Thursday, February 11, 2016

Book Review : Sons of Sita

Title : Sons of Sita
Author : Ashok K. Banker
Publisher : Wisdom Tree
ISBN : 978-81-8328-294-9

This story begins from a decade after Rama banished his wife and over these years he never enquired about her family's whereabouts. The Kingdom that he reigns now is far from being the ideal Ram Rajya. For reasons unknown, he is strongly influenced by bad advisors and war-mongering ministers Jabali and Bhadra, even to the extent that his two brothers Bharat and Shatrughan are subjected to a trial for being on the wrong side of the law. But it seems Rama has become immune, almost like a stone to the softer feelings that a human possesses. Under the garb of dharma, he is in the process of (almost) tyrannically conducting a Ashvamedha Yajna but actually using it as a cover for a full-scale invasion. 

Sita and her two sons Luv and Kush live in the isolated corner in the ashram of Maharishi Valmiki where she has effortlessly attuned herself to the duties of the present. The twins are trained by their mother in the art of warfare and they are growing up to become fearless and phenomenal warriors. Their paths cross their father's when they capture the sacred stallion of the Ashwamedha Yajna.

The way Rama is portrayed in the book, he comes across as anything but the undisputed hero or a godly figure. In fact, the narrative almost reduces him to a lackluster character.  Ashok K. Banker is a great story teller, is an established fact now. Backdrop portrayal, depiction of war scenes, building the crescendo towards the final confrontation are quite interestingly handled. But twisting the setting and the proceedings to such an extent that it makes the epic tale almost unrecognisable would surely leave the readers unsettled. It actually reminded me of Amish's Scion of Ikshvaku, which erred similarly. Trying to give mythological fable a contemporary shine through fancy words and settings does little to redeem the authors in these two books.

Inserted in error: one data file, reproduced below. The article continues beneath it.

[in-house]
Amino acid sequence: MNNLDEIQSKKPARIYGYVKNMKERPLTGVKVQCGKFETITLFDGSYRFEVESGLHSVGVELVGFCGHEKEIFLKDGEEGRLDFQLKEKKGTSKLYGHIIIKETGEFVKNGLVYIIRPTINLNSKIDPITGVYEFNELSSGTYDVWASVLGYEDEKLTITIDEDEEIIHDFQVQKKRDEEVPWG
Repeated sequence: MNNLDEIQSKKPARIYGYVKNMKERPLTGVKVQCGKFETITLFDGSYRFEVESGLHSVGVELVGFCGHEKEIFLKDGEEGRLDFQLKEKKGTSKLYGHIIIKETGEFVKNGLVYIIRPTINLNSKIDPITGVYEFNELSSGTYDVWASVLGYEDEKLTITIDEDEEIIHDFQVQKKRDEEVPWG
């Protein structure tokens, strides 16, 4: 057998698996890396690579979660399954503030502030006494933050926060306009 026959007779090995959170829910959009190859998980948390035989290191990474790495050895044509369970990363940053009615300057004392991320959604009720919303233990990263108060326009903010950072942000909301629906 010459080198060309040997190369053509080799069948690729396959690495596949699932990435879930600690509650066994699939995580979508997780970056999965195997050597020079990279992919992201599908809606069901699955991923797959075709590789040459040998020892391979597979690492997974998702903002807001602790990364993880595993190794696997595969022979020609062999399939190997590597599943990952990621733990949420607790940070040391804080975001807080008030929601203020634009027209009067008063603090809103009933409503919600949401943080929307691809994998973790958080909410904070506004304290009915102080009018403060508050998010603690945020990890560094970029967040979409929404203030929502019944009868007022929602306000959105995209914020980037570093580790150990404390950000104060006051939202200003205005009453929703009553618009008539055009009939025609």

Though an engaging read, the only part which impressed me in this book is how Sita sums it all up during one of the concluding scenes of the face-off. "You failed utterly. That is why you will always be a broken god. Revered and worshipped, honoured and admired, but also doubted and despised. Each time someone speaks of your great works and exploits, another will remind them of your banishment of your wide and ask what god would do such a thing, and question your divinity. Today you had a chance to answer them once and for all, to silence those doubters, and you failed yet again. Now, for as long as your memory shall live, you shall be adored as a deva yet doubted as a man."

After reading this book, it is hard not to marvel at the way Devdutt Pattanaik portrays Sita and how his Rama exemplifies all the virtues that any human aspires to possess making him a truly anukarniy(to be followed) God . Devdutt's Sita is a strong, confident character yet extremely understanding as she knows she is as much a part of Rama as he is of her and anything otherwise can never exist.

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